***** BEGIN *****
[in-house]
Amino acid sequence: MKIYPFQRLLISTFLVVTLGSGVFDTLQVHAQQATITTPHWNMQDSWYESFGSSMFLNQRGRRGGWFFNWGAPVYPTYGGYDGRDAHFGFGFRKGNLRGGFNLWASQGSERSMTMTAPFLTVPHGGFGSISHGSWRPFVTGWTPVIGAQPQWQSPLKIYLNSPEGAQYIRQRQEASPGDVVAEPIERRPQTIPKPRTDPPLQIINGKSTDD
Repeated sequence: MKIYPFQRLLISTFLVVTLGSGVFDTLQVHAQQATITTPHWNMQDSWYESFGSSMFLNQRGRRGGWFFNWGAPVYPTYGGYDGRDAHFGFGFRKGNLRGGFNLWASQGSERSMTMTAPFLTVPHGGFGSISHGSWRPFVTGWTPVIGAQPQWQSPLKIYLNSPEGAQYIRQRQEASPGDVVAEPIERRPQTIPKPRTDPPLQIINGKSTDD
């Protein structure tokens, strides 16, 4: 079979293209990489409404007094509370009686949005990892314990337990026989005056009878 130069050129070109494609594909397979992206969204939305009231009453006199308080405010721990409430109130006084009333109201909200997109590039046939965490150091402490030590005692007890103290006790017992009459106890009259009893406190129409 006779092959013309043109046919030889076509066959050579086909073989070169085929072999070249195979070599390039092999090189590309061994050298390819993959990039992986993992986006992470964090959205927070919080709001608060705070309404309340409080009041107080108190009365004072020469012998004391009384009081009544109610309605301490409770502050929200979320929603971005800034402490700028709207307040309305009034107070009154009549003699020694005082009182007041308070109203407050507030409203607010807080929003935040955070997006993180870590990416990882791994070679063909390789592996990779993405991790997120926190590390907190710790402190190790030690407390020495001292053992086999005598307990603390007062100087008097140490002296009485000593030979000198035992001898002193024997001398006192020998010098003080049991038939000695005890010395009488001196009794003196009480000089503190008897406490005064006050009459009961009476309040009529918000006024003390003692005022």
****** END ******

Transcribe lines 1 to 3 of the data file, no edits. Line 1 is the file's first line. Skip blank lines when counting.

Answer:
[in-house]
Amino acid sequence: MKIYPFQRLLISTFLVVTLGSGVFDTLQVHAQQATITTPHWNMQDSWYESFGSSMFLNQRGRRGGWFFNWGAPVYPTYGGYDGRDAHFGFGFRKGNLRGGFNLWASQGSERSMTMTAPFLTVPHGGFGSISHGSWRPFVTGWTPVIGAQPQWQSPLKIYLNSPEGAQYIRQRQEASPGDVVAEPIERRPQTIPKPRTDPPLQIINGKSTDD
Repeated sequence: MKIYPFQRLLISTFLVVTLGSGVFDTLQVHAQQATITTPHWNMQDSWYESFGSSMFLNQRGRRGGWFFNWGAPVYPTYGGYDGRDAHFGFGFRKGNLRGGFNLWASQGSERSMTMTAPFLTVPHGGFGSISHGSWRPFVTGWTPVIGAQPQWQSPLKIYLNSPEGAQYIRQRQEASPGDVVAEPIERRPQTIPKPRTDPPLQIINGKSTDD